Play about Lucero's death raises questions

Margarita Espada, center, of Teatro Experimental Yerbabruja performs Margarita Espada, center, of Teatro Experimental Yerbabruja performs in the play "What Killed Marcelo Lucero" at Wyandanch High Scool. (March 25, 2010) Photo Credit: Newsday/Thomas A. Ferrara

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A play about the killing of Marcelo Lucero will be staged Tuesday for the first time in Patchogue, where it happened and which remains deeply scarred by the tragedy.

"What Killed Marcelo Lucero?" is a two-part event: The play depicts the 2008 assault and stabbing death of Lucero, an Ecuadorean immigrant, in Patchogue by a group of high schoolers. Ringleader Jeffrey Conroy, now 20, was found guilty of first-degree manslaughter as a hate crime and is serving a 25-year prison sentence. The slaying briefly divided the community and led residents to examine the Latino immigration issue.

Following the free 6:30 p.m. show at the D'Ecclesiis Auditorium of St. Joseph's College, the audience is invited to speak with playwright Margarita Espada.

It is not the kind of reminder that Patchogue Mayor Paul Pontieri was hoping for.

"To do a depiction of it all over again in Patchogue, I just find it disheartening for the community," Pontieri said. He was unsure whether he would attend the performance, which he has seen at other venues.

"I've lived it so closely and it was such a part of the life of the community over the last three years -- to look at it from this perspective of the tragedy that happened and not to look at where we are today, that's the part I find bothersome," he said. "This is about what happened, not what has happened."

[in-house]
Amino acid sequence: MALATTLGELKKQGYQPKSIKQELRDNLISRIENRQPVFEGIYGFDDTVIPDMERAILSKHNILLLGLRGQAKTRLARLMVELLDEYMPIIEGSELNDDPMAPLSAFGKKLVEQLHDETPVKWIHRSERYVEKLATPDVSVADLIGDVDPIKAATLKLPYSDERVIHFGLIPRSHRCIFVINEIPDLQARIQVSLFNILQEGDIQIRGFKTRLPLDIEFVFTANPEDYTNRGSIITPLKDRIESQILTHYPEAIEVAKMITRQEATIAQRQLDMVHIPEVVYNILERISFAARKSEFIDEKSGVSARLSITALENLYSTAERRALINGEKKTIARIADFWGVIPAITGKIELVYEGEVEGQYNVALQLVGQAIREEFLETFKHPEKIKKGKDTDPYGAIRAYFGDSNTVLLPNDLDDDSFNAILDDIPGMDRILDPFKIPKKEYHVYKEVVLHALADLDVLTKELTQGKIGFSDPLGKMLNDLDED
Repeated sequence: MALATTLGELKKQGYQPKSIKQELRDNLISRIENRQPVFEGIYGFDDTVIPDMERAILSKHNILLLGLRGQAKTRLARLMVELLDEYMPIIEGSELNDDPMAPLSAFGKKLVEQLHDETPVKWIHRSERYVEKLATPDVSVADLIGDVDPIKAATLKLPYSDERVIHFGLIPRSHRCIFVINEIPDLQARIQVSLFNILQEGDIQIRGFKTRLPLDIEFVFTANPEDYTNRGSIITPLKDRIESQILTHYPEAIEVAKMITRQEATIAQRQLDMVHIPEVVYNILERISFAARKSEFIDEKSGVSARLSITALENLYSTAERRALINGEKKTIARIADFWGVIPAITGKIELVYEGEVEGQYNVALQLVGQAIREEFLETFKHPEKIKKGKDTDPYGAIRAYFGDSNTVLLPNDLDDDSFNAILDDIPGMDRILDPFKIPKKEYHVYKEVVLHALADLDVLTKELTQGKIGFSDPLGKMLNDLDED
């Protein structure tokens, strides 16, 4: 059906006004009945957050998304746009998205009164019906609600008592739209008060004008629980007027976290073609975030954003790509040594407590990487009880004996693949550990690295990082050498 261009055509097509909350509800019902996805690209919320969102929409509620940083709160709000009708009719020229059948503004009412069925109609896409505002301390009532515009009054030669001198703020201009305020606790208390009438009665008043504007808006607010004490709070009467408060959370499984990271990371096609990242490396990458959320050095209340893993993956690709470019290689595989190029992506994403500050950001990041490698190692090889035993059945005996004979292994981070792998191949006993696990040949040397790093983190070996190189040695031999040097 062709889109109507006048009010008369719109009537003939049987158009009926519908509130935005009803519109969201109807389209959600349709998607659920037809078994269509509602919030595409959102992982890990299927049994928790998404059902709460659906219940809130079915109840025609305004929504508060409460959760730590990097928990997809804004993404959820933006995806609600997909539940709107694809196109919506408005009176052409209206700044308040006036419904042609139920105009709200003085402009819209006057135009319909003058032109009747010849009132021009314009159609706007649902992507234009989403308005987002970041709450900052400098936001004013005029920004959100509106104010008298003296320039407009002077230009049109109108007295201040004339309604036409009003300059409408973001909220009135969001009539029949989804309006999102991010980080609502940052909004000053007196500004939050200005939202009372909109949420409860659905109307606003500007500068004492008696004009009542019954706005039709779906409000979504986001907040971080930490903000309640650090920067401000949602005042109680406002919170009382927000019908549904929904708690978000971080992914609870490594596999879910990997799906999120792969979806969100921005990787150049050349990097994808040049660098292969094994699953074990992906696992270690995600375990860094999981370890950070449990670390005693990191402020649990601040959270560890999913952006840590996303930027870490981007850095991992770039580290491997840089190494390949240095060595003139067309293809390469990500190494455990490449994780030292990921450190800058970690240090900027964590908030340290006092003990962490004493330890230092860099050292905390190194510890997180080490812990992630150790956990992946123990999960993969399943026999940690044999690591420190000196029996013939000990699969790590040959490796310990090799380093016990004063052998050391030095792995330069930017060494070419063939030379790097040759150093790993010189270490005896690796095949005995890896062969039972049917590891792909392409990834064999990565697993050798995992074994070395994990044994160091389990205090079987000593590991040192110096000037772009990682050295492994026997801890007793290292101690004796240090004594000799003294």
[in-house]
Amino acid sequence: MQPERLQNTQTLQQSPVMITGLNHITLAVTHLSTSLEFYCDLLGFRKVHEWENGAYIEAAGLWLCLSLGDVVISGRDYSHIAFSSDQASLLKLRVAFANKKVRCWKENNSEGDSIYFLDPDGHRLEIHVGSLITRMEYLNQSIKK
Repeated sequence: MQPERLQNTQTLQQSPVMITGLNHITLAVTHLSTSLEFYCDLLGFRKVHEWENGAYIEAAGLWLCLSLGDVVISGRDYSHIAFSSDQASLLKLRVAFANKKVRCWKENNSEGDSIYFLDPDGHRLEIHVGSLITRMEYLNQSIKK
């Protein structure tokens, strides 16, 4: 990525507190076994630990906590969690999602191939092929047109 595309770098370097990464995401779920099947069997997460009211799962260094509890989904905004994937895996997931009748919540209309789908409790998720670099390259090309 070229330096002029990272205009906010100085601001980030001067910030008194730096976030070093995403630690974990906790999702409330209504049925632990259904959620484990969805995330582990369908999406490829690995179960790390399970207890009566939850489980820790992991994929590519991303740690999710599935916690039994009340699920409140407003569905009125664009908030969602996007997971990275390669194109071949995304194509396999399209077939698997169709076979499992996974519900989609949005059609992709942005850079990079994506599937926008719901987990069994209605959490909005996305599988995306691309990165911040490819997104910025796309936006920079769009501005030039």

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Since Lucero's slaying, an intersection near where he was killed was renamed "Unity Place" and a tree inside the LIRR station honors Lucero.

Espada said she searched on and off for a year for a venue in Patchogue, even as the performance ran in neighboring Suffolk County communities.

"With the play, we tried different venues and there was not support for it," Espada said, adding she was told, "They want to heal; they want to move the page forward.

"They don't exactly say they don't want it, but they feel the community was targeted too much," she said.

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One place she approached was the Congregational Church of Patchogue, which had hosted Lucero's funeral and several community gatherings after the murder. The church initially agreed, but later retracted its offer, the Rev. Dwight Wolter said.

"Our church council felt it was time for other churches or other places to pick up the ball a bit," said Wolter.

One person who won't be at the play is Lucero's brother Joselo Lucero, who has other plans. "Some places can be really open and some places want to forget what happened," he said.

He hasn't seen the play yet but couldn't fathom why it had trouble finding a home. "I don't know what is the reason," he said. "I'm a little disappointed."

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